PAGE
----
In a report published today, the Public Petitions Committee has said that despite efforts to improve the provision of early intervention mental health services, more needs to be done to ensure that young people feeling low or anxious, or both, can access advice and support.
The Committee’s inquiry into mental health support for young people in Scotland was driven by petition PE1627, which called for consultation with, and consent from, a parent or guardian before prescribing medication to treat mental ill health if the patient is under 18 years of age. The petition was lodged by Annette McKenzie following the tragic death of her daughter, Britney, from an overdose of prescription medication.
While there was limited support for the primary action being called for in the petition, the Committee backed the current guidance, which asks GPs to encourage patients to speak to their families and seek support. MSPs were however concerned by the evidence heard highlighting serious concerns about the experiences of young people seeking help for their mental health, particularly for the first time. Some young people explained that they felt cast aside by their GP, despite their obvious signs of distress, and in some cases, the distress escalated to self-harming and attempting suicide.
During its inquiry, the Committee found that young people, and those supporting them, are often unaware of the availability of initial support services. As a result, young people are often inappropriately referred to specialist Child and Adolescent Mental Health Services (CAMHS) only to be rejected for not meeting NHS board criteria.
While the Committee welcomed the Government’s commitment to ensure every secondary school has access to counselling services, it warned that this alone will not address the wide-ranging needs of young people. It can therefore only be part of a larger package of measures, complementing existing services and forms of support.
To achieve this, the Committee has made recommendations for the Scottish Government, COSLA, integration authorities and Education Scotland. These include:
• That authorities set out clear pathways to support for young people seeking help by the end of 2020.
• That there should be local ‘inventories’ of mental health services in each area so it is clear to professionals what support is available in each area. This work should be completed no later than by the end of 2020.
• That work is undertaken to identify how to support parents and carers in accessing information about their children’s mental health, as well as signposting them to the right services.
• That the provision of school counsellors is reviewed to ensure they are delivering their services most effectively; and that Personal and Social Education (PSE) becomes more relevant and empowering for young people.
The counsellor review should be reported to Parliament by early 2022, with the Government review of PSE due to be implemented in March 2021.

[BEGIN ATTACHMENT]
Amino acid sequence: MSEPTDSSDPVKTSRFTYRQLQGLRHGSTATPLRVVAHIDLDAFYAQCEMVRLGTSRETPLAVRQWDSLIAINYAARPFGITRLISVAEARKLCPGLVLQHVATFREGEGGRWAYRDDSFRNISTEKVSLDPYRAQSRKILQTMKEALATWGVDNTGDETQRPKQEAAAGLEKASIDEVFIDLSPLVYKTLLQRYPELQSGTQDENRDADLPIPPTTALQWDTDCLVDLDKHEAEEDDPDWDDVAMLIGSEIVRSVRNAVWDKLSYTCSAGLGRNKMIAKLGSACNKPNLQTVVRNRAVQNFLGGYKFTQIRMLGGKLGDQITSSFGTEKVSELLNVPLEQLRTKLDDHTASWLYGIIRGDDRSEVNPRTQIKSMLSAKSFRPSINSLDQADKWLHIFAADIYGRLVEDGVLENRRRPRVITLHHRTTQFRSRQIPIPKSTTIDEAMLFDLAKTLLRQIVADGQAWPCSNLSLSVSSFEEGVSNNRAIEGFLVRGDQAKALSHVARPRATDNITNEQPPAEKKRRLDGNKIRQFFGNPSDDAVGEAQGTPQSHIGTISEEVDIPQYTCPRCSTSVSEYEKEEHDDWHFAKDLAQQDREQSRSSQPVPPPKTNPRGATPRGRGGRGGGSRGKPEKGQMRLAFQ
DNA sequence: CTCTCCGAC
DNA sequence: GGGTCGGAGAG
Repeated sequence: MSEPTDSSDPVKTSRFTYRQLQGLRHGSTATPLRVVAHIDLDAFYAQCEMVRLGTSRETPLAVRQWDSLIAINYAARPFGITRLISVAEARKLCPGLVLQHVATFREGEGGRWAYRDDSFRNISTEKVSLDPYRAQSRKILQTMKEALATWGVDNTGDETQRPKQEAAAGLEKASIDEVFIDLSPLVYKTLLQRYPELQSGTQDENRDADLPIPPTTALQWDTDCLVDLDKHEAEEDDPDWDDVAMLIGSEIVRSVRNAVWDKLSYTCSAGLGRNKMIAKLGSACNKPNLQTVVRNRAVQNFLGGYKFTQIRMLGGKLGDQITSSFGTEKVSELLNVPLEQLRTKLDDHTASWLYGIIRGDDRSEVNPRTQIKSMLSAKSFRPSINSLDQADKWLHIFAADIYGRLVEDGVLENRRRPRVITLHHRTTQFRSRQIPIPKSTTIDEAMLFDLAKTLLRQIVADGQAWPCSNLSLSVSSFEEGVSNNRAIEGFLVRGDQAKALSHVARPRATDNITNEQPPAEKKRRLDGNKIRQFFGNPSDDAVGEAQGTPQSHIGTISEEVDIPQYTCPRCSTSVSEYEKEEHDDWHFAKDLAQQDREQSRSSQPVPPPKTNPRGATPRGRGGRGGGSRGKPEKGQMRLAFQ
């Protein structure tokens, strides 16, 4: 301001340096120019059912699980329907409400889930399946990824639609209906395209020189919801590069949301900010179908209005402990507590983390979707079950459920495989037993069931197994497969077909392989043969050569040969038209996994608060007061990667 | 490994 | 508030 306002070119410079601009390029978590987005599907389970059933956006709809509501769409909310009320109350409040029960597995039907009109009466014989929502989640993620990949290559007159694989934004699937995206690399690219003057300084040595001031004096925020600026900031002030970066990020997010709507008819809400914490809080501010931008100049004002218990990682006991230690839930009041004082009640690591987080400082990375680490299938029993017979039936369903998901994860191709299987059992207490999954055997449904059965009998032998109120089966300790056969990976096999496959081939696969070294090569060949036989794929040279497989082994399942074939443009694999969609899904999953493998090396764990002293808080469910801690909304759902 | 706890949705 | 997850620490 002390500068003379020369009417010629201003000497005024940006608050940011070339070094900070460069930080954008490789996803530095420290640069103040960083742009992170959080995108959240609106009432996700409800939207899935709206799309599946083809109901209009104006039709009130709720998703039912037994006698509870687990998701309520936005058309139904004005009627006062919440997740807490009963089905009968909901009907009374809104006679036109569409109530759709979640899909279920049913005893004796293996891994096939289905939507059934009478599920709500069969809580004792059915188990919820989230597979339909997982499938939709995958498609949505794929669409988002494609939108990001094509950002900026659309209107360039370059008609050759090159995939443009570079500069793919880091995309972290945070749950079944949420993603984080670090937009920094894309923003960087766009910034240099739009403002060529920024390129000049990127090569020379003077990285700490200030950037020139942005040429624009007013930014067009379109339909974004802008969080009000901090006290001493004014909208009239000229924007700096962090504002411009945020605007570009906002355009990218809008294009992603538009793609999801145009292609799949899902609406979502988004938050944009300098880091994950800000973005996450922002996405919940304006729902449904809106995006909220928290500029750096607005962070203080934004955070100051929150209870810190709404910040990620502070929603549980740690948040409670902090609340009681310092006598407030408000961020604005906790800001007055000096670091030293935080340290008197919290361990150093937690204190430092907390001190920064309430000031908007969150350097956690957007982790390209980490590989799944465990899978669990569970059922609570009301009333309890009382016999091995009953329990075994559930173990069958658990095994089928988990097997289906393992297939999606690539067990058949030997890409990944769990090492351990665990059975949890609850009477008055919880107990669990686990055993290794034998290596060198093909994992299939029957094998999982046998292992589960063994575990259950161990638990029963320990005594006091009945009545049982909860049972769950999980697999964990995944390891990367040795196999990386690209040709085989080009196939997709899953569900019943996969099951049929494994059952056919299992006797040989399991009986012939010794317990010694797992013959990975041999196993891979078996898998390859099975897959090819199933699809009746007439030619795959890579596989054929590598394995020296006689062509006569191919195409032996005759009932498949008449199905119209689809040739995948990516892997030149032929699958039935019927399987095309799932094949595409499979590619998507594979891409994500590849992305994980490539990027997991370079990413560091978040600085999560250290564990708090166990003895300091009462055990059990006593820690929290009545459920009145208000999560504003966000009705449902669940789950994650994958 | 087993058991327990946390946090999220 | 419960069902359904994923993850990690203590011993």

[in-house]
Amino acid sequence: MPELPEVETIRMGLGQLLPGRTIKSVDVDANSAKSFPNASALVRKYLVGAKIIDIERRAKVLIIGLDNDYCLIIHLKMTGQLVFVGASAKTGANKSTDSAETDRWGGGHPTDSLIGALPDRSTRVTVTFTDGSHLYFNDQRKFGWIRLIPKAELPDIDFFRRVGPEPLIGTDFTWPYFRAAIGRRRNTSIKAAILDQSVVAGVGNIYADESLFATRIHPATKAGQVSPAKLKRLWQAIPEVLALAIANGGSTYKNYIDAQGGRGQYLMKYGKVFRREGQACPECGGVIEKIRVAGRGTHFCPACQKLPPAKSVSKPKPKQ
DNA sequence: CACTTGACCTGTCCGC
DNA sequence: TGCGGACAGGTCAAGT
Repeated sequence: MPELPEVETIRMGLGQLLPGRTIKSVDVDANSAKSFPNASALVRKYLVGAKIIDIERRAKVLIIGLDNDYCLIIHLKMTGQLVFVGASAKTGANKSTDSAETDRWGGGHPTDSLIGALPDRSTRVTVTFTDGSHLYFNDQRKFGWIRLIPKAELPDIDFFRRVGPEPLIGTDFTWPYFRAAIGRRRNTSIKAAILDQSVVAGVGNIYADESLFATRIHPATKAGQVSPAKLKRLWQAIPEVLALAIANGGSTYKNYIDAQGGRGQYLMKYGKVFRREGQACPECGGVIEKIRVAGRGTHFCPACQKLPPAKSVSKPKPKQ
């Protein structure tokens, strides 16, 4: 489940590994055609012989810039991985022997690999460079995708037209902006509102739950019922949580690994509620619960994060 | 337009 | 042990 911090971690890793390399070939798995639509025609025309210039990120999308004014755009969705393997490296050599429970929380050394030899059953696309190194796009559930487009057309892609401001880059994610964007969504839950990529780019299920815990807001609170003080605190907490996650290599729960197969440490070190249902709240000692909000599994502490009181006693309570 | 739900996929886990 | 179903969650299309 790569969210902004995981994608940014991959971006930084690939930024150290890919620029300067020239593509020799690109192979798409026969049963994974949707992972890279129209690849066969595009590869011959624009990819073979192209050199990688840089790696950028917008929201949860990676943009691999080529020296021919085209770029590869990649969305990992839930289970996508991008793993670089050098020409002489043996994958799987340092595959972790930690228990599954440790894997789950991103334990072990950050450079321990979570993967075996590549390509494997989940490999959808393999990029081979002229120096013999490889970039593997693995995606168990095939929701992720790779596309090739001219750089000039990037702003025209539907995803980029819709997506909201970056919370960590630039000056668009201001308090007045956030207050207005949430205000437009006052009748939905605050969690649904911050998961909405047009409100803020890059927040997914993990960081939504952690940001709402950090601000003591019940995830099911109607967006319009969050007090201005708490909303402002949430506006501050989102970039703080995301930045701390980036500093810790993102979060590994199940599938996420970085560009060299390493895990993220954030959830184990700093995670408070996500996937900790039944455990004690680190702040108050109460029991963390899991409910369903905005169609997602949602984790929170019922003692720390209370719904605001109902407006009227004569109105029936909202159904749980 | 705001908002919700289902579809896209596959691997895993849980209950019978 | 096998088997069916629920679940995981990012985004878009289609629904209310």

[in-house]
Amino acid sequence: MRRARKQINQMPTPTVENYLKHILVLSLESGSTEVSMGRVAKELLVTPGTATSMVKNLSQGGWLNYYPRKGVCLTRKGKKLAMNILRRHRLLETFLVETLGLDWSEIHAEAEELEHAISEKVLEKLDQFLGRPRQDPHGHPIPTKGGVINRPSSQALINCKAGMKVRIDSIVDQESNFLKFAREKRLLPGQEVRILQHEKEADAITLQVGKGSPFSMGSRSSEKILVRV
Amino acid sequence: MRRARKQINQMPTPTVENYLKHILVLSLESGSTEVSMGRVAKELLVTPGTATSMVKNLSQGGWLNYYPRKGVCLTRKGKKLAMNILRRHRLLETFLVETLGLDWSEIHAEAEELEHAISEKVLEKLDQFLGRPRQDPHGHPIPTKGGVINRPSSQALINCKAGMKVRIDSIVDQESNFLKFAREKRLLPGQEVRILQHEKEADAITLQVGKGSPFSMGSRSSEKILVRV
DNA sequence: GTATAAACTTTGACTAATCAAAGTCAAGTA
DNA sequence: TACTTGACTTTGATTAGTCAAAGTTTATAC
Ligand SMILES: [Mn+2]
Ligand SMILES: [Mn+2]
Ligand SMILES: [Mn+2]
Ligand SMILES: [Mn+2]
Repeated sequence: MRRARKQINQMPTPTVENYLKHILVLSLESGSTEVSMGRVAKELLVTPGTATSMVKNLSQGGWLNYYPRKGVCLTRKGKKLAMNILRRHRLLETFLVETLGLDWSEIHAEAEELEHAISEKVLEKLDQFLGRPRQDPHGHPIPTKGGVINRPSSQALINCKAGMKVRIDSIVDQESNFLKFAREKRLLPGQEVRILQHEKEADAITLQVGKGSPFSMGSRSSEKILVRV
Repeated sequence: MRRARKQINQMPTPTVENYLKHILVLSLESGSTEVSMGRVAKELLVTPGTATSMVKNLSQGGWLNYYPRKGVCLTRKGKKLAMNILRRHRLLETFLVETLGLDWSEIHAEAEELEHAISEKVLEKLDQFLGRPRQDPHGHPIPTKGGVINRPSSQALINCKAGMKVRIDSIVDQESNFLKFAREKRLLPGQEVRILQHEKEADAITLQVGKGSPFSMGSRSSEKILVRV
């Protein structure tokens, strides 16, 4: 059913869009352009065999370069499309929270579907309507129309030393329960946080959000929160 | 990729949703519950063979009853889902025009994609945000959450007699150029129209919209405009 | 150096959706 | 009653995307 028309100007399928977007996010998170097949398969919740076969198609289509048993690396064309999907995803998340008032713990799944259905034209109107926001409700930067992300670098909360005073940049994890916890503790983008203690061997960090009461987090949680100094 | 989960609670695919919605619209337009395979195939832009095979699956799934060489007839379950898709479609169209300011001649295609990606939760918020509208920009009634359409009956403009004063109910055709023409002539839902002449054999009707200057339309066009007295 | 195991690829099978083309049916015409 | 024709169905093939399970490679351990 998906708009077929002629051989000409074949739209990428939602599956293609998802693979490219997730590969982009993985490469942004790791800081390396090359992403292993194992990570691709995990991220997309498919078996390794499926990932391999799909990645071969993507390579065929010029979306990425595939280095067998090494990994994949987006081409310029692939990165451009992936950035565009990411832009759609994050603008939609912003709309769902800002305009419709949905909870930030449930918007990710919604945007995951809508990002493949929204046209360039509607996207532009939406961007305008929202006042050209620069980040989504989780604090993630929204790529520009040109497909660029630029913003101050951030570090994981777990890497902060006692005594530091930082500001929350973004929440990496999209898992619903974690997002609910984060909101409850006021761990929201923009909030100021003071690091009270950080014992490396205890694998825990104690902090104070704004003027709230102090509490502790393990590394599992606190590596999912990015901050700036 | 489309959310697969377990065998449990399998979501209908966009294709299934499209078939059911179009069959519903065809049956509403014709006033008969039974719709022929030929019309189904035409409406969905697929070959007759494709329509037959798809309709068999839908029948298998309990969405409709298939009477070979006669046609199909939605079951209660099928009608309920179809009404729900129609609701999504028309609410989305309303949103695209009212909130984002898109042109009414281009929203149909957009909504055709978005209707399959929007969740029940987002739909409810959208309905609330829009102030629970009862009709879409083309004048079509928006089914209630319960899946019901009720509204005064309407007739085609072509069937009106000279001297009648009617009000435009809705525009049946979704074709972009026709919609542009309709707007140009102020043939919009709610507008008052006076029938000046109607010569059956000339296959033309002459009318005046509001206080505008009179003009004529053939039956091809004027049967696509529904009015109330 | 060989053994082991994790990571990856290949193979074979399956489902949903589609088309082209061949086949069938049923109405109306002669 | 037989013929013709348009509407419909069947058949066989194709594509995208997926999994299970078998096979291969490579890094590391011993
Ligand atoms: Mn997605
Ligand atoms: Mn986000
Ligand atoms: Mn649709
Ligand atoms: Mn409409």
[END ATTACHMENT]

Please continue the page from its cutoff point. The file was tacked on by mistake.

• That teachers are empowered to identify and support young people with their mental health. Mental health first aid training should be included in Initial Teacher Education by the start of academic year 2021/22.
• That the Government should consider ways to help employers of young people fulfil their duty of care when it comes to supporting their mental wellbeing.
The Committee also recognised the efforts and dedication of all those supporting young people, and hope that this work will allow young people themselves, as well as parents, carers, teachers, medical professionals, and others working with young people to feel able to find the right help.
Committee Convener Johann Lamont MSP, said:
“The Committee wants to recognise the work of Annette McKenzie, who has shown such courage in highlighting the concerns in her petition. She has done so in circumstances which no parent should ever have to face.
“During the Committee’s work on the inquiry, we have found a troubling picture.
“Though anyone can experience low mood, anxiety, or both, at some point in their life, when it comes to seeking support, young people often find themselves facing a cluttered and even confusing landscape, which too frequently does not provide the support needed.
“While the Committee welcomes those measures announced by the Scottish Government to improve the situation, these are not enough to address the substantial gap that remains in the provision of mental health services, or to improve understanding of the help available.
“Therefore, we believe that the Government should work urgently with authorities to ensure that not only is there sufficient provision available at the local level, but that this is clearly communicated and easily accessible, both for young people and those they are turning to for help.
“The need for this work will only be increased by COVID-19, and its consequent impact on young people’s mental health.”
PE1627: Consent for mental health treatment for people under 18 years of age was lodged on 21 December 2016. More information can be found online by clicking here.